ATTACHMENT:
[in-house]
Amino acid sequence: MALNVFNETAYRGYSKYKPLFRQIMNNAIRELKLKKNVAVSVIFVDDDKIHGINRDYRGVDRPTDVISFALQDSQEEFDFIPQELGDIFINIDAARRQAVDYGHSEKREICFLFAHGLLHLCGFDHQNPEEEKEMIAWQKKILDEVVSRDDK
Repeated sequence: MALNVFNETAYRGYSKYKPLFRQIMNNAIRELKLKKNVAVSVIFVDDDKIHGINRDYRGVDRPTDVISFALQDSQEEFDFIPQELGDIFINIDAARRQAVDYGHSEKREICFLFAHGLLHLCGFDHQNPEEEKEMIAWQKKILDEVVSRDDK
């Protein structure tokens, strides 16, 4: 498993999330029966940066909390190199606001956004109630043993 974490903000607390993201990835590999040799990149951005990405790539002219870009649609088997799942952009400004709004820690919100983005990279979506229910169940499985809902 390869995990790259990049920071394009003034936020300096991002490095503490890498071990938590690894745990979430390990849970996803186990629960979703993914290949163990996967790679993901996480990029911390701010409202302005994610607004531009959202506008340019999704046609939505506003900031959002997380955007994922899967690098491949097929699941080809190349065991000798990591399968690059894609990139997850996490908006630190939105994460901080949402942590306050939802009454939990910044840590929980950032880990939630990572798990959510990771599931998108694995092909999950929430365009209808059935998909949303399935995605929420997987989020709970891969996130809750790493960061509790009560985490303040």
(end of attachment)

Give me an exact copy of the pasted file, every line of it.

[in-house]
Amino acid sequence: MALNVFNETAYRGYSKYKPLFRQIMNNAIRELKLKKNVAVSVIFVDDDKIHGINRDYRGVDRPTDVISFALQDSQEEFDFIPQELGDIFINIDAARRQAVDYGHSEKREICFLFAHGLLHLCGFDHQNPEEEKEMIAWQKKILDEVVSRDDK
Repeated sequence: MALNVFNETAYRGYSKYKPLFRQIMNNAIRELKLKKNVAVSVIFVDDDKIHGINRDYRGVDRPTDVISFALQDSQEEFDFIPQELGDIFINIDAARRQAVDYGHSEKREICFLFAHGLLHLCGFDHQNPEEEKEMIAWQKKILDEVVSRDDK
């Protein structure tokens, strides 16, 4: 498993999330029966940066909390190199606001956004109630043993 974490903000607390993201990835590999040799990149951005990405790539002219870009649609088997799942952009400004709004820690919100983005990279979506229910169940499985809902 390869995990790259990049920071394009003034936020300096991002490095503490890498071990938590690894745990979430390990849970996803186990629960979703993914290949163990996967790679993901996480990029911390701010409202302005994610607004531009959202506008340019999704046609939505506003900031959002997380955007994922899967690098491949097929699941080809190349065991000798990591399968690059894609990139997850996490908006630190939105994460901080949402942590306050939802009454939990910044840590929980950032880990939630990572798990959510990771599931998108694995092909999950929430365009209808059935998909949303399935995605929420997987989020709970891969996130809750790493960061509790009560985490303040």